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Apple is looking into producing autonomous cars by 2024

A report by Reuters has revealed that Apple is looking to produce autonomous cars by 2024, showing that the company's interest in this technology might have waned, but still persists.

However, the report also said that the pandemic "could push the start of production into 2025 or beyond" This technology falls under the Project Titan umbrella, which consolidates Apple's resources and efforts into producing its own electric vehicles (EVs), battery technology and autonomous cars For decades, the dream of autonomous cars has been the stuff of fantasy. Even now, twenty years into the 21st century, autonomous cars are far from being ready for mass production

For decades, the dream of autonomous cars has been the stuff of fantasy. Even now, twenty years into the 21st century, autonomous cars are far from being ready for mass production. Still, many companies are dabbling with the concept, from Tesla to Google subsidiary Waymo and many others. 

Now, Apple is moving forward with the self-driving tech and vehicle it has been developing for many years now, after some previous setbacks. 

According to an exclusive report by Reuters, Apple is targeting 2024 to produce a passenger vehicle that could include its own breakthrough battery technology, people familiar with the matter told the news agency. However, the report also said that the pandemic “could push the start of production into 2025 or beyond.”

This technology falls under the Project Titan umbrella, which consolidates Apple’s resources and efforts into producing its own electric vehicles (EVs), battery technology and autonomous cars. The Project, and Apple’s overall ambitions to produce their own vehicle, started in 2014, eventually facing many obstacles in the years to come. 

“In 2016, the project was scaled down significantly, with development of a full car being scrapped and Apple’s team refocusing on providing software that could be licensed out to car manufacturers, according to reports at the time,” The Verge said. “Around 200 people were laid off from Apple’s car team just last year.”

Since then, Apple has progressed enough that it now aims to build a vehicle for consumers, two people familiar with the effort told Reuters.

“Central to Apple’s strategy is a new battery design that could ‘radically’ reduce the cost of batteries and increase the vehicle’s range,” the exclusive report revealed, according to the account of a third person who has seen Apple’s battery design.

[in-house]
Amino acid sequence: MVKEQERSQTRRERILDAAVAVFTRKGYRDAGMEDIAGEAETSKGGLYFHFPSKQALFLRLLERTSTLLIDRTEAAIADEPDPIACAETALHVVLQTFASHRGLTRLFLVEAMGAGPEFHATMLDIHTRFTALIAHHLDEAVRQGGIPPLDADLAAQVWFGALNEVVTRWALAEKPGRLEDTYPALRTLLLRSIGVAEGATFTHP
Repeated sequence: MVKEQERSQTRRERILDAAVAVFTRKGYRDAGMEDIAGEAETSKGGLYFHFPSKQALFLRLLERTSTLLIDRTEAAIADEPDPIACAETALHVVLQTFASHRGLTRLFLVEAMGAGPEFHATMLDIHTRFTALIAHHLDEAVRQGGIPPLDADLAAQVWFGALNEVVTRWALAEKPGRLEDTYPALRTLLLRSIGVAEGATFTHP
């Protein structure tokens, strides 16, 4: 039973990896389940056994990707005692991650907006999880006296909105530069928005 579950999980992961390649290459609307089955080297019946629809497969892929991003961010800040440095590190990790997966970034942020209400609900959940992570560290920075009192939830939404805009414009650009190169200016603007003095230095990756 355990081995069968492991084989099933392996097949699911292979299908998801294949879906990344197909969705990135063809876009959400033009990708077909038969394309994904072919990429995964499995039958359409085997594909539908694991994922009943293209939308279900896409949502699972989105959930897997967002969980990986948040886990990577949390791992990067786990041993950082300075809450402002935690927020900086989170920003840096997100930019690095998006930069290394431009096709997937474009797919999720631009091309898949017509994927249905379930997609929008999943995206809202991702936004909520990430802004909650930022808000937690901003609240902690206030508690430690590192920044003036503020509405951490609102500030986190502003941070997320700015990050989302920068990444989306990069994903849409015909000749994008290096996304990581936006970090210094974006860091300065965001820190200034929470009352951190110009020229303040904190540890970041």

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The technology 
While Apple would be designing the new self-driving vehicle, it is still unclear who will be producing the units for them. Sources told Reuters that they expect the company to rely on a manufacturing partner to build vehicles, and that there is still a chance Apple will decide to reduce the scope of its efforts to an autonomous driving system that would be integrated with a car made by a traditional automaker, rather than the iPhone maker selling an Apple-branded car, one of the people added. 

For now, it seems Apple will be accepting some external input. The tech firm has supposedly decided to tap outside partners for elements of the system, including lidar sensors. Today, most autonomous vehicles in development rely on lidar sensors to translate the surrounding 3D space into digital information understood by the vehicle’s navigation software. 

On the other hand it’s worthy of note that Apple has already dabbled in lidar sensors, which are included in the Pro models of the company’s iPhone 12 and iPad that released this year. Reuters had previously reported that Apple had held talks with potential lidar suppliers, but that the Big Tech firm was also examining building its own sensor.

As for the car’s battery, Apple allegedly “plans to use a unique ‘monocell’ design that bulks up the individual cells in the battery and frees up space inside the battery pack, meaning that more active material can be packed inside the battery, giving the car a potentially longer range. Apple is also examining a chemistry for the battery called LFP, or lithium iron phosphate, the person said, which is inherently less likely to overheat and is thus safer than other types of lithium-ion batteries.”

On a side note, The Verge reminds that “there are no true self-driving vehicles available today, though some cars, like those from Tesla, offer a degree of advanced driver assistance driving in certain situations.”

Uber, another company that was pouring serious cash into developing their own autonomous vehicles, gave up this month on the venture in pursuit of a more immediate path to profitability. 

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